Funding model putting pressure on New Zealand parents
Private and community owned early childhood education centres offer New Zealand children a quality start to their education, and offers parents choices around culture, location, educational approach and budget.
That’s despite no meaningful funding increase for centres in ten years from successive governments.
“Early learning centres provide education, not just care. There’s a mountain of evidence showing New Zealand’s national curriculum, which is recognised world-wide, sets children up for their education and for life. The value in New Zealand’s approach, led by professional teachers, is immense,” said Early Childcare Council CEO Peter Reynolds.
This morning’s reporting that parents are delaying having children to afford early learning goes against the fundamental rights of New Zealand children to the best education they can get, no matter who they are or where they live.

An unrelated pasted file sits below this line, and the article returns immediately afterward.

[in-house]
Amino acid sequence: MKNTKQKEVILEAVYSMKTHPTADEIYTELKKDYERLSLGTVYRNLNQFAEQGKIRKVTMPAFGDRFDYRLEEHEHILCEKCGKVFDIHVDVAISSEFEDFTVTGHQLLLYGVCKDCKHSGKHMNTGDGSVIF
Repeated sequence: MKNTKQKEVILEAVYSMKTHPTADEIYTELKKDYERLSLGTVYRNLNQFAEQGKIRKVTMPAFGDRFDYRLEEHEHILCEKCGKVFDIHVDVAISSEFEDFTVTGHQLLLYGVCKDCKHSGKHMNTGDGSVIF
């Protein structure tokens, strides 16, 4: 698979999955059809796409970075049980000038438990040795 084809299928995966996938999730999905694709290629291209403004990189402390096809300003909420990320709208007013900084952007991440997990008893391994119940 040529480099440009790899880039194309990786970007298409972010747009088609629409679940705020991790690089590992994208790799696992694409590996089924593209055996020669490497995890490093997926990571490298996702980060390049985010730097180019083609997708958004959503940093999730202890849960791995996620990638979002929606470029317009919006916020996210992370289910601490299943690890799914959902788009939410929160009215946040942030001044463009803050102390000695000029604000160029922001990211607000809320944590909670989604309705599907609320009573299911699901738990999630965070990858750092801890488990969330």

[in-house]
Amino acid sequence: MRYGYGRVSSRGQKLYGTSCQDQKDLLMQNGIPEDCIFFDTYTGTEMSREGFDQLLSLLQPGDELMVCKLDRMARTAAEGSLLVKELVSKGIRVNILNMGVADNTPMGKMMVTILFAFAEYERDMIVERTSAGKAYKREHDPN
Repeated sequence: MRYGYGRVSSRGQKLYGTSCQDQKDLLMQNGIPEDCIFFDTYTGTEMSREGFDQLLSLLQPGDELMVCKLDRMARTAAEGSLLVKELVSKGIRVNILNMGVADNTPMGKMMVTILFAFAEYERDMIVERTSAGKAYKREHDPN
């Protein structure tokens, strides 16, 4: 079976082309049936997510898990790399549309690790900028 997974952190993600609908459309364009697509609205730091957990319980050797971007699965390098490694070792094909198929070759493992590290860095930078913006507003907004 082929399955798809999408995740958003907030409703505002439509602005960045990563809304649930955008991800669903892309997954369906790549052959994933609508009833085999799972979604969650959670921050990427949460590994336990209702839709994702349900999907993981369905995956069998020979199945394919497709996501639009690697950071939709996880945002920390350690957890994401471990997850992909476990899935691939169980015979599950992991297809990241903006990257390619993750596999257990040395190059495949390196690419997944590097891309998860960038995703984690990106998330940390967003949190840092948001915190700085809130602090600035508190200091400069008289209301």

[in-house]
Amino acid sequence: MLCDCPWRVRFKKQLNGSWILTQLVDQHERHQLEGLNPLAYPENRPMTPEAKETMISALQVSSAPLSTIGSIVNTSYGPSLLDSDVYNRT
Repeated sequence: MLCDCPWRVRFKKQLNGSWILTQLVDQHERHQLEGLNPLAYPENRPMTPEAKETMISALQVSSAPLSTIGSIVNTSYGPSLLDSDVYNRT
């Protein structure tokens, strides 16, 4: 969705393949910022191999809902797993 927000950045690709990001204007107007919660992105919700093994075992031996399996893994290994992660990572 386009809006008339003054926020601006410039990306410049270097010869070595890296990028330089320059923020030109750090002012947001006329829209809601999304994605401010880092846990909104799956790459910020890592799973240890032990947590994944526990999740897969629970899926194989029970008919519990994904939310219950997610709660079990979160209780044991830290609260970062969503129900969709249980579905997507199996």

Not all centres in New Zealand charge fees, and the ECC’s advice to parents is to shop around.
“Without addressing the dire lack of funding for centres, you’re going to see some go under, reducing parents’ options even further.
Rent, maintenance, resources and planning time all fall by the wayside when funding isn’t distributed realistically or fairly. The current funding model is broken. It favours some, not all, and puts financial pressure on a huge part of the sector and must be urgently addressed,” said Mr Reynolds.